The story of Michael Ryder reads like a traditional, Canadian hockey fable. It is a tale of a young man who overcame many obstacles, in pursuit of a dream, traveling a long road to the National Hockey League, finally, emerging triumphantly as the top goal scorer with the legendary Montreal Canadiens.
Coming from the small town of Bonavista, Newfoundland (population 3,764), Ryder quickly emerged as a sort of a folk hero, emanating from this small town on Canada’s eastern shores. Never the fastest skater, or the most talented player, Ryder possessed a skill that can’t be taught. Despite his deficiencies, Michael Ryder excelled at the most important part of the game, all he did was put the puck in the net.
Spending three years with the Hull Olympiques of the Quebec Major Junior Hockey League, Ryder was a scoring machine, tallying 128 goals in 201 games during the regular season. Most impressive was Ryder’s ability to better these numbers in the playoffs, scoring 35 goals in only 48 games.
Even with the impressive goal scoring totals, Ryder was considered by most to be a mere afterthought to many of the decision makers at the 1998 NHL entry draft. Selected by the Canadiens with the 216th pick, Ryder was the tenth player chosen by Montreal (54 spots behind future Habs all-star Andrei Markov).
Being such a late selection; little was expected of Ryder. Instead of being sent to the Canadiens top farm team in Quebec City, Ryder was shipped to the East Coast Hockey League’s Tallahassee Tiger Sharks. To say that the road to the NHL from Tallahassee to Montreal was a long one is a huge understatement. None of Ryder’s teammates on the Tiger Sharks have been able to enjoy consistent careers in the hallowed confines of the NHL.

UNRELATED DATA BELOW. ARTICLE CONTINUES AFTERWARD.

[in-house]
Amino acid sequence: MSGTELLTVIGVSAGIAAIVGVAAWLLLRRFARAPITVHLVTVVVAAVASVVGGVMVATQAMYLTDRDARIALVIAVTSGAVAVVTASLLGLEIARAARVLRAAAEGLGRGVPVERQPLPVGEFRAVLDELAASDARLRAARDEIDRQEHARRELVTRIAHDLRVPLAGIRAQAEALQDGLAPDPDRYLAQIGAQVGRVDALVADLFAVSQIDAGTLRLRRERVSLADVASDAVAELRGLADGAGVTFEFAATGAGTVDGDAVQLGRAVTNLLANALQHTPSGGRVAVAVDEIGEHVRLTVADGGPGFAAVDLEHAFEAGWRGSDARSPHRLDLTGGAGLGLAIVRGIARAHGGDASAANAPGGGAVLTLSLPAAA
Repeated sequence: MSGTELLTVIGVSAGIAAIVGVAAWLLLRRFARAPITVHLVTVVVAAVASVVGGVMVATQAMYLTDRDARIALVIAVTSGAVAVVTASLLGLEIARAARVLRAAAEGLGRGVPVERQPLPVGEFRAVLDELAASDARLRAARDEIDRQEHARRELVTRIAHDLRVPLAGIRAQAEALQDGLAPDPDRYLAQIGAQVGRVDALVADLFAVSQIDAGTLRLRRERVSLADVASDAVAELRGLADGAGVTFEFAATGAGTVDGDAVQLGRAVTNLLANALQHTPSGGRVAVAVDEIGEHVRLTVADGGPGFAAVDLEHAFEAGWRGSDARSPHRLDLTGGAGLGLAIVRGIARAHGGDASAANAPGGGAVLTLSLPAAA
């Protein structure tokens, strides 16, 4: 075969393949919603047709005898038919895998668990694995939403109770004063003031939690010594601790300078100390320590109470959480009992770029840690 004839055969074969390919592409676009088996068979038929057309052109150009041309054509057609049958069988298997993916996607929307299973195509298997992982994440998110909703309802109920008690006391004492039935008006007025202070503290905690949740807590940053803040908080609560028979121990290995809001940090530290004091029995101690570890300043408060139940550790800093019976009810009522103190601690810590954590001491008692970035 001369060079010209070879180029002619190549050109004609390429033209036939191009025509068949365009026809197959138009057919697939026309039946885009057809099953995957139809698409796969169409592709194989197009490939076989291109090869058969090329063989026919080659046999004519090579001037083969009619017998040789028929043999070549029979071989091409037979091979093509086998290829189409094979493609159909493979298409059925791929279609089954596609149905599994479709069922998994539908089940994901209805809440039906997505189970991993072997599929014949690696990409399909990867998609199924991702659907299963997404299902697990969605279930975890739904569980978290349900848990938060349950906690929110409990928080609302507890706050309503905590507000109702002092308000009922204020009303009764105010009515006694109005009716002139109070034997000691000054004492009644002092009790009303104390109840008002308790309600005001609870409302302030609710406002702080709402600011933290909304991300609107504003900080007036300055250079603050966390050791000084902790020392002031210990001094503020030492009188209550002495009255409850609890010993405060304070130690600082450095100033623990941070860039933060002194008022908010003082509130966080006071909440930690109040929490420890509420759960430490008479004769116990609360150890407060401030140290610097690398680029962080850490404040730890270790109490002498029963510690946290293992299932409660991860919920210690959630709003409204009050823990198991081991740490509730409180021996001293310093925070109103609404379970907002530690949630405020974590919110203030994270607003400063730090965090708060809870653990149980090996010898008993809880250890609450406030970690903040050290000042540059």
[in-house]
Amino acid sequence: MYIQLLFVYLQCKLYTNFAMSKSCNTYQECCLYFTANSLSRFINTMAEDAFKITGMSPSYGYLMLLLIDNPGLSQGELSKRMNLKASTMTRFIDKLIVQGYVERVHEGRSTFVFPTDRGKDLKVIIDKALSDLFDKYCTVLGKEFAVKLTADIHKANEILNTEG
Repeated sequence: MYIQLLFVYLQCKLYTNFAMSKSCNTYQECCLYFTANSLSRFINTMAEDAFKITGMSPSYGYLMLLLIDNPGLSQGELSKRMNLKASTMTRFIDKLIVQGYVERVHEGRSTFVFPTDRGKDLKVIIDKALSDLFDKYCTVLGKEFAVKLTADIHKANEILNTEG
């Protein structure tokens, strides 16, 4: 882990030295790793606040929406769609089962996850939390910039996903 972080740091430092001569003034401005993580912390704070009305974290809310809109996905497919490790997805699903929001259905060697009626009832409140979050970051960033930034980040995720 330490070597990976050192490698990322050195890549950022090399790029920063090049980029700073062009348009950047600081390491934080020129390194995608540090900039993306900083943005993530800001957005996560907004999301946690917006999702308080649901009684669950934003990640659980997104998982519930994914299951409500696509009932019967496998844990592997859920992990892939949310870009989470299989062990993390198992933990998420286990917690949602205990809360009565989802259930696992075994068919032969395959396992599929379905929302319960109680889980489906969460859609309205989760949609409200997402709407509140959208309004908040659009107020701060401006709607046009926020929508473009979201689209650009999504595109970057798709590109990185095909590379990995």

After dressing for five games, wearing the number ten, and potting nine points in only five games, Ryder was promoted to the Habs top farm team in Quebec. However, at this moment Ryder’s path to the Habs was temporarily slowed, as for the first time in his career, he had trouble putting the puck in the back of the net, resulting in his demotion to the Mississippi Sea Wolves of the ECHL.
Regaining his goal scoring stroke down south, Ryder was once again promoted to Montreal’s top farm team, and after struggling in Quebec in 2001-02, he found his groove when the team moved to Hamilton the following year. After leading the team in goals, Ryder was finally given the chance to achieve the dream of many, Canadian youngsters, beginning the 2003-04 season wearing the famous jersey of the Montreal Canadiens.
It was a season that exceeded everyone’s expectations. Not only did the Canadiens make the playoffs, but they knocked off the first place Boston Bruins before being eliminated in the second round by the Tampa Bay Lightning. Despite that disappointment no one could put a damper on Ryder’s achievements that rookie season, as he led all rookies in points, power play points, shots, and goals.
Suddenly, Michael Ryder found himself an NHL star, and the favorite son of all Newfoundlanders throughout Canada.
After a one year hiatus, due to the work stoppage, Ryder returned to the Canadiens and quickly proved that his rookie season was no fluke, as he led the team in scoring the next two years; each time hitting the 30 goal plateau.
Last year, in the last game of the season, against their traditional rivals, the Canadiens in a must win situation were paced by Ryder’s natural hat trick. Unfortunately, for Ryder and the Habs it wasn’t enough, as the Leafs stormed back to win the game, eliminating Montreal from the playoff race.